The fossil-fuel research that came out last week courtesy of the University College London in the journal Nature is far too important and substantial to be dismissed or ignored, even by well-intentioned defenders of the status quo.
The research, by Christophe McGlade and Paul Ekins, states in painstaking detail what skeptics of proposed coal-production expansion have been saying for quite some time: that the vast majority of the planet’s known coal reserves will remain where they are if we are to avoid overheating the Earth to the point of triggering a magnitude of climate havoc we can only begin to imagine.
From an investment point of view, this means fossil fuels now and in the future are a poor risk.
Governments of more than 200 countries have agreed that an increase in the average global surface temperature of the Earth of more than 2 degrees Celsius (3.5 degrees Fahrenheit) would prove catastrophic. Experts the world over say that if that limit is passed, sea levels will most likely rise and climate patterns will change in profound and destructive ways.
The work by McGlade and Ekins, published under the headline “The Geographic Distribution of Fossil Fuels Unused When Limiting Global Warming to 2°C,” sums up what this risk means for our collective “carbon budget,” that is, what we can bear to add to the global atmosphere.
It concludes that 82 percent of all known coal reserves must stay put, buried safely beneath the ground. That places these vast reserves—in Australia, Canada, the U.S. and Russia—squarely in the dustbin of “stranded assets.” This is coal that simply won’t be mined if intelligent public policy prevails (and I’m predicting that intelligent public policy will prevail).
The findings of McGlade and Ekins can be seized upon by leaders now as a powerful argument against encouraging further development of coal reserves, and to inform the Big Question: How will we collectively manage the inevitable transition from a carbon-intensive global economy to one that is fueled more prudently and safely by renewable sources?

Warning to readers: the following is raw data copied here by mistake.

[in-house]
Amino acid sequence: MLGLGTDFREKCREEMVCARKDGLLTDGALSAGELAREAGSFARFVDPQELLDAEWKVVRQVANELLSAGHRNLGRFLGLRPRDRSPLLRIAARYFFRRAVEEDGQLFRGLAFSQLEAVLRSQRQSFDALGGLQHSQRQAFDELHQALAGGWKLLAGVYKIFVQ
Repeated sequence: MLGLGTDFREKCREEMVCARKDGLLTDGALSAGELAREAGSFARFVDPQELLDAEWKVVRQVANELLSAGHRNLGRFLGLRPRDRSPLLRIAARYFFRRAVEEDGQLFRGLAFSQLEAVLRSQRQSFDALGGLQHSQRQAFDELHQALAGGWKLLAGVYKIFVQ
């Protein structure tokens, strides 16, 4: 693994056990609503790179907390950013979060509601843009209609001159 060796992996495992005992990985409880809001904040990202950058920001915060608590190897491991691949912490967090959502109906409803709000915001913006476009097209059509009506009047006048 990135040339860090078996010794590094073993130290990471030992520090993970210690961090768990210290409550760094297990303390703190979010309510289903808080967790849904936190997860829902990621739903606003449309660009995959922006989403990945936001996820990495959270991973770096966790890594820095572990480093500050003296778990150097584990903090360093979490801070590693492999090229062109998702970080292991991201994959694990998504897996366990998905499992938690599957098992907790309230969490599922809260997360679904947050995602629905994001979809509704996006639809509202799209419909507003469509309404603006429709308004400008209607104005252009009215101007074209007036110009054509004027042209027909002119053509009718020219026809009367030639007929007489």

The first step is to stop investing in new fossil fuel developments that are going nowhere. These include the proposed expansion of coal-export facilities in the northwestern U.S., where coal-industry proponents are angling to have expensive infrastructure built to ship coal stripped from the Powder River Basin of Montana and Wyoming to foreign markets that in all likelihood don’t even exist. And they include the proposed Galilee Basin rail infrastructure in northern Australia, the almost finished but yet-to-be-commissioned Abbot Point coal port and the Newcastle Terminal 4 expansion proposal.
From a purely financial point of view, the research is another clear indication of the headwinds facing the coal industry—along with policy changes in China, the rise of electricity-market energy efficiency, increasingly internationally-integrated grids, and a significant step up in gas, wind and distributed solar with storage generation capacity. As such, seaborne thermal coal market has inevitably entered structural decline, which by definition is a long-term shift that transcends cyclical ups and downs.
Even without the environmental angle, it is globally significant that China announced just this month a $645 billion water-infrastructure investment program through 2020. Because China has 20 percent of the world’s population but only 7 percent of its available fresh water, solving water scarcity is a key government policy. That’s relevant in this discussion because coal mining and coal-fired power generation are very water intensive.
The McGlade/Ekins research notes, too, that carbon capture and storage (CCS), is not the coal-industry white knight it is sometimes made out to be, and that it is “too expensive, too late, and too inefficient” to make much difference.
Thermal coal, in other words, is not where the smart money is.
Tim Buckley is IEEFA’s director of energy finance studies, Australasia.